Election Watch: 8/15

After a relatively slow polling week and primaries in four states, we have updated our predictions using the latest poll data. These are also the first polls since Paul Ryan was announced as Romney’s running mate.


Democratic Party – 50
Republican Party – 48
Independents – 2 (ME, VT)
Democratic Party – 203
Republican Party – 232

Changes since the last prediction:


  1. Indiana: Likely R (-6.0) to Strong R (-16.0)
  2. New Hampshire: Likely D (5.3) to Lean D (3.8)
  3. New Mexico: Likely D (6.5) to Strong D (10.7)


  1. NH-01: Likely D Gain (5.0)
  2. NH-02: Weak D Gain (4.0)


Click to enlarge.

Once again, the electoral vote count remains unchanged after a week of polls. The more interesting developments have been down the ballot. In Wisconsin, Tommy Thompson has won the GOP primary and will face Tammy Baldwin in the general election. For this head-to-head matchup, Quinnipiac found the two tied at 47 apiece while Rasmussen found Baldwin up 48-41.

Further down the ballot, PPP polls in New Hampshire showed both Republican incumbent Representatives in trouble. We therefore added NH-01 and NH-02 to our list of Democratic pickups in November.

Here is our current list of House pickups for both parties:

We have developed a new color code for our party strength indicators:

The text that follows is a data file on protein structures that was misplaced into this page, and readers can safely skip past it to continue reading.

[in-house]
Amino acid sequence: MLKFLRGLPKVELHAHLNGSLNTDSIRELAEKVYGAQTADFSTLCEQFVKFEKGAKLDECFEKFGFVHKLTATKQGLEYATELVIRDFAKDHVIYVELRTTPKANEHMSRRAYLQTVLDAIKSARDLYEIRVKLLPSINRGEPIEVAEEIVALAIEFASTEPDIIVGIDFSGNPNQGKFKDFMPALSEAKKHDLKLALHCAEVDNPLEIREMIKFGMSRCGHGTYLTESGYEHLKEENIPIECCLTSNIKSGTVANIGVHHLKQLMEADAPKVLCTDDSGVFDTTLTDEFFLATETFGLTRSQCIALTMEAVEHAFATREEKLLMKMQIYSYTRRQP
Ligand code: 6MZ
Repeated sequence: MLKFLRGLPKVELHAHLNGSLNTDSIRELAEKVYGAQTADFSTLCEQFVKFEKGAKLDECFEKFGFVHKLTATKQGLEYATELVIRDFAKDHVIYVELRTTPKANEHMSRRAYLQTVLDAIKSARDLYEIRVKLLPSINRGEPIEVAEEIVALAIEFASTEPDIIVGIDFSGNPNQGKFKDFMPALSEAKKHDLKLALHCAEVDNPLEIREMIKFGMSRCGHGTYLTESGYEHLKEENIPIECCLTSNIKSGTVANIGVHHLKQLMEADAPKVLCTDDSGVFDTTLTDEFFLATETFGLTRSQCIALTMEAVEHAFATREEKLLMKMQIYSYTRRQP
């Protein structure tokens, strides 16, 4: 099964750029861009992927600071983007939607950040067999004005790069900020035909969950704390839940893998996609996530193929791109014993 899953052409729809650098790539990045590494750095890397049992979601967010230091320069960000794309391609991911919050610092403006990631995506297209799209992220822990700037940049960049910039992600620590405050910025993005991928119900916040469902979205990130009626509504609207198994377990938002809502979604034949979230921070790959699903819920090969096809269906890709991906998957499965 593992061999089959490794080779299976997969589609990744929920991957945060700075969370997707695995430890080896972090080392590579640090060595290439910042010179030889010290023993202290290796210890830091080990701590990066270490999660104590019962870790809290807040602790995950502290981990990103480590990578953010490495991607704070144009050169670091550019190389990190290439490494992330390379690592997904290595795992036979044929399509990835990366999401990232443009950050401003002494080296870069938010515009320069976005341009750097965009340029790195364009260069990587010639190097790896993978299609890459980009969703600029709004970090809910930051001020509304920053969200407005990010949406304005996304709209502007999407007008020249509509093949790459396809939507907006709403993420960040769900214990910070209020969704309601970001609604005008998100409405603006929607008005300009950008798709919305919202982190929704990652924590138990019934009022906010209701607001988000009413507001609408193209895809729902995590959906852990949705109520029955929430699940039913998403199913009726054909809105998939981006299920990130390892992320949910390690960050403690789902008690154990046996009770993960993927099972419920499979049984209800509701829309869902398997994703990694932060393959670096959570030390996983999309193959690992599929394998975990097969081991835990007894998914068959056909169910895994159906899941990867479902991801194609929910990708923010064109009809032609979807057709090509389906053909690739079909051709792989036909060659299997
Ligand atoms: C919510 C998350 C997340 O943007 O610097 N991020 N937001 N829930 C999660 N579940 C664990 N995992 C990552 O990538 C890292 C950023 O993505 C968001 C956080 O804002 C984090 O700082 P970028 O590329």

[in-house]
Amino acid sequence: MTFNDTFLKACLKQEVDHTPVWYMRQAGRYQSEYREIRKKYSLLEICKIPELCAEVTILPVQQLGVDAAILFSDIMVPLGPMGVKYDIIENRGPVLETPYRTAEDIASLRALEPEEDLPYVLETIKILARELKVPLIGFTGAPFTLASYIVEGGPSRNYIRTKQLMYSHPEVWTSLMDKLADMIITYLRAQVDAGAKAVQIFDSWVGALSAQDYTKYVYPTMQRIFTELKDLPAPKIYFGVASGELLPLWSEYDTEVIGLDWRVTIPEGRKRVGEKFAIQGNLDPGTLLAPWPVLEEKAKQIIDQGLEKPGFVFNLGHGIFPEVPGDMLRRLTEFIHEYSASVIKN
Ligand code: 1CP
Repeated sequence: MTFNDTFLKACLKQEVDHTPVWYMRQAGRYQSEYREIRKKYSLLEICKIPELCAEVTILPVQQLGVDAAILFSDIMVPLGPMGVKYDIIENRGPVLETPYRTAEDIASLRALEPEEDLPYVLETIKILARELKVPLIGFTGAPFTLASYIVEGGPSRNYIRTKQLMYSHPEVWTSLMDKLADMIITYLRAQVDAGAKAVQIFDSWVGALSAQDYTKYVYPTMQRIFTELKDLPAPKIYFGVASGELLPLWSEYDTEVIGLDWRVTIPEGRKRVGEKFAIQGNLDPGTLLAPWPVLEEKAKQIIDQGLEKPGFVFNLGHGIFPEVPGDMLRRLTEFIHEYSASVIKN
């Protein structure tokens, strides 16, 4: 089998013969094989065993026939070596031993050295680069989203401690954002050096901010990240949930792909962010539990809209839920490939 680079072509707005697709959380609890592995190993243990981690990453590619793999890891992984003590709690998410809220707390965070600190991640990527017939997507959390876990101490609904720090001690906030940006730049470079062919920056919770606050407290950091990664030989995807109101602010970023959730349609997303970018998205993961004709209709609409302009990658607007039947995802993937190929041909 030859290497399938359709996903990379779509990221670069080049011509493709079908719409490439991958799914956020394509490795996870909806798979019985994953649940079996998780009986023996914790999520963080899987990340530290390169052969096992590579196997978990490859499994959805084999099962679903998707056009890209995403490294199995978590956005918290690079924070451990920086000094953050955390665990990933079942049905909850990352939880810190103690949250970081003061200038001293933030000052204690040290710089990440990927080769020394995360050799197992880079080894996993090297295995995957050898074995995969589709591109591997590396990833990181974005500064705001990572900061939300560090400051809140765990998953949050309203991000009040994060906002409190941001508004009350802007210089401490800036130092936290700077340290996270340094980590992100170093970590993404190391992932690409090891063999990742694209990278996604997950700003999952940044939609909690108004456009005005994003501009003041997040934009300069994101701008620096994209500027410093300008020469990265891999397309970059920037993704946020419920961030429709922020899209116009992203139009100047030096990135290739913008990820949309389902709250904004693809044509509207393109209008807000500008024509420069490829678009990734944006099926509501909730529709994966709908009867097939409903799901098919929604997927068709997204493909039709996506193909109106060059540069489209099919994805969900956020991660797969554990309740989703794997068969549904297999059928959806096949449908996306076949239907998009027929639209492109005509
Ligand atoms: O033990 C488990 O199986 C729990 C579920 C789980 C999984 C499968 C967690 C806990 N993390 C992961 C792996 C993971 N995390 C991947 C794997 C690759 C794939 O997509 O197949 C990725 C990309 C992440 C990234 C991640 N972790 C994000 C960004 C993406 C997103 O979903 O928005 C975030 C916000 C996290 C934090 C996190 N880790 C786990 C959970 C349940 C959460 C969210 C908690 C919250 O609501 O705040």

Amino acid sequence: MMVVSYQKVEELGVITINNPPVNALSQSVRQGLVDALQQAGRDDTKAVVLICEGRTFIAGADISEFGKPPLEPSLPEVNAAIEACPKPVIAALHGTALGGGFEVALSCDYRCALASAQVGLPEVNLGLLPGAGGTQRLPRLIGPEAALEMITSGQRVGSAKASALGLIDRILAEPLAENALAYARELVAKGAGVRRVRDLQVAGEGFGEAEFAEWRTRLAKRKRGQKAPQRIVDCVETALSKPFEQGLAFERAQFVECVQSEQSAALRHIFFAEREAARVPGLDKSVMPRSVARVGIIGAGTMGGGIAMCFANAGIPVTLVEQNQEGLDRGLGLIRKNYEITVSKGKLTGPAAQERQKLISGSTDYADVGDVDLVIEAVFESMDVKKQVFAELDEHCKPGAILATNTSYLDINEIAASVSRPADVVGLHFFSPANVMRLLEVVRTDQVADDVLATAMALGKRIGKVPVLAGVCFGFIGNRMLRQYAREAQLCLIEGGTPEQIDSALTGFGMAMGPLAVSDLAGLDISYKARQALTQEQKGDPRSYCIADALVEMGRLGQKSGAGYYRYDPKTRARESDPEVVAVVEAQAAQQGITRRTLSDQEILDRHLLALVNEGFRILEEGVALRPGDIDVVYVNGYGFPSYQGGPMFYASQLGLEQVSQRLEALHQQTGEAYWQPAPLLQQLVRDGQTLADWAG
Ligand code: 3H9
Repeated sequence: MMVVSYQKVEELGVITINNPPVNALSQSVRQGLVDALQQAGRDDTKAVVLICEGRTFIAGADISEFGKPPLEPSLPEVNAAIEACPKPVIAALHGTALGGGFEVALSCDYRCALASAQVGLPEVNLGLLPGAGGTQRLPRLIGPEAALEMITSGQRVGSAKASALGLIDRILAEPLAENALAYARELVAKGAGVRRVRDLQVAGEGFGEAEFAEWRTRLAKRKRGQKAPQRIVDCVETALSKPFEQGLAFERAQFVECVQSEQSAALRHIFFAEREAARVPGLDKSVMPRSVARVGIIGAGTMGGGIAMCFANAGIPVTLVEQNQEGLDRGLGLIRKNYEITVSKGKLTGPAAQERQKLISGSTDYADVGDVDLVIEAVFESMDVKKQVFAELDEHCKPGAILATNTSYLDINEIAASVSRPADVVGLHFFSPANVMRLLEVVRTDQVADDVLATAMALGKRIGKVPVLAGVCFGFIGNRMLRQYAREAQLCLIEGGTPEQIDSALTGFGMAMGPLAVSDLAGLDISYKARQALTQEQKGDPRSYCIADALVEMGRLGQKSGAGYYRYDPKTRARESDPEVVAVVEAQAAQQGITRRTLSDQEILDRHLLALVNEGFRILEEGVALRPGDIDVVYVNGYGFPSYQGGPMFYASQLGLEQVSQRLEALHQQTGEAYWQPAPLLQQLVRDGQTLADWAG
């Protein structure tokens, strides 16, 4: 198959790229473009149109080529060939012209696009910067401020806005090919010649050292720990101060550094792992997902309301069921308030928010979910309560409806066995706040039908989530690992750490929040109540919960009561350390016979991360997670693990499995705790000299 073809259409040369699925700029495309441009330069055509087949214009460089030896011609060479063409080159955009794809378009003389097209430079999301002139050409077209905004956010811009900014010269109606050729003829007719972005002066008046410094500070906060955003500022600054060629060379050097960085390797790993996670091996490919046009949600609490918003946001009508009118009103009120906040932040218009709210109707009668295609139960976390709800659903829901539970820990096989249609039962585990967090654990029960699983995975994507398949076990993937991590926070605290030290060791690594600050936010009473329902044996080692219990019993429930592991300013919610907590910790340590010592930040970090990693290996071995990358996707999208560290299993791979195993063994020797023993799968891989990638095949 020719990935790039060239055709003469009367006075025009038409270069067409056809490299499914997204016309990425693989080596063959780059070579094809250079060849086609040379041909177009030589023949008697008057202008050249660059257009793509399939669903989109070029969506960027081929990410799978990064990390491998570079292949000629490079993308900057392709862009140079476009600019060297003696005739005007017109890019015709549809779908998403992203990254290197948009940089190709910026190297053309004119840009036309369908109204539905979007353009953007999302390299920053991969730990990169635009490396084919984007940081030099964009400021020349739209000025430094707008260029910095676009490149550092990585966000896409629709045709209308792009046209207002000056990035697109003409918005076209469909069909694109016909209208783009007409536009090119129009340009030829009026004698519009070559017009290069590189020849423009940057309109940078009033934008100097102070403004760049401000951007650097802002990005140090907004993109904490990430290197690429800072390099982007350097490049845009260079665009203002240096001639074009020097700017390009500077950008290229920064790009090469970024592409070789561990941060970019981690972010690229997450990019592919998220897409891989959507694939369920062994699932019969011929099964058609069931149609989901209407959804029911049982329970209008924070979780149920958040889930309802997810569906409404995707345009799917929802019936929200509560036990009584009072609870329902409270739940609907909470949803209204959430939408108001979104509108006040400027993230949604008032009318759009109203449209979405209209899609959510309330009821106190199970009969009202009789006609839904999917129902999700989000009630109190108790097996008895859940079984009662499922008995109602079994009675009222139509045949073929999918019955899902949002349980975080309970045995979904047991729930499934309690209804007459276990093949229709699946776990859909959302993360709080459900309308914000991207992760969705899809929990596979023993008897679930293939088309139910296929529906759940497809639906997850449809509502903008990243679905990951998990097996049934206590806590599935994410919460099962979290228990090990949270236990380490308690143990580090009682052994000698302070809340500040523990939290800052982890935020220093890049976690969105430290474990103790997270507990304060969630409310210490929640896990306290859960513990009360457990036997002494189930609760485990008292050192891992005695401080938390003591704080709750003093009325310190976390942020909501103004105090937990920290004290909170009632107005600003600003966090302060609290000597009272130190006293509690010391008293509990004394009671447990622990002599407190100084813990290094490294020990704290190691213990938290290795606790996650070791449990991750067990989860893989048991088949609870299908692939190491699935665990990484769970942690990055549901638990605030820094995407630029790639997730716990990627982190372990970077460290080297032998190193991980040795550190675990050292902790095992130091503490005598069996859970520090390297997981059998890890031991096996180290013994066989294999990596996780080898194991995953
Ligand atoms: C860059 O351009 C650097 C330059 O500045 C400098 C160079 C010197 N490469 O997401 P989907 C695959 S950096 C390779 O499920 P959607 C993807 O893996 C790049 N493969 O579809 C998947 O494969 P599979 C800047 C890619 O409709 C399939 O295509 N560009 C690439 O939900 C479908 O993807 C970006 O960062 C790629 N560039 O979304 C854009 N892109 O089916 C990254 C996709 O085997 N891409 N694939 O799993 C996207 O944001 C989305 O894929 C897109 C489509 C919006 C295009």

Using the new key, we developed, for the first time on CFP, a strength indicator for the presidential election. A state colored in black indicates there is no data yet.

Click to enlarge.

Strongest OBAMA states and the size of his lead:

  1. Vermont: 31
  2. New York: 25
  3. Illinois: 20

Strongest ROMNEY states and the size of his lead:

  1. Utah: 42
  2. Oklahoma: 35
  3. West Virginia: 17

This map shows the strength of the Senate candidates in each state using the latest poll data:

Click to enlarge.

The strongest Senate candidate from either party (determined by having the greatest average poll lead) is Senator Joe Manchin (D-WV) with a 52-point lead.

Finally, perhaps you were wondering why the Senate prediction changed from 49-49-2 to 50-48-2. While toss-up races are colored purple in our strength indicators, we count even the smallest lead when making our Senate projections. This is so that the totals always add up to 100 Senators. This week, Wisconsin changed from a -0.7 average spread to a +0.7 spread, leaving the race in the toss-up category but giving the edge to Democrat Tammy Baldwin. Even a 0.7% lead is a win on Election Day, and Wisconsin would thus be a Democratic hold rather than a Republican pickup.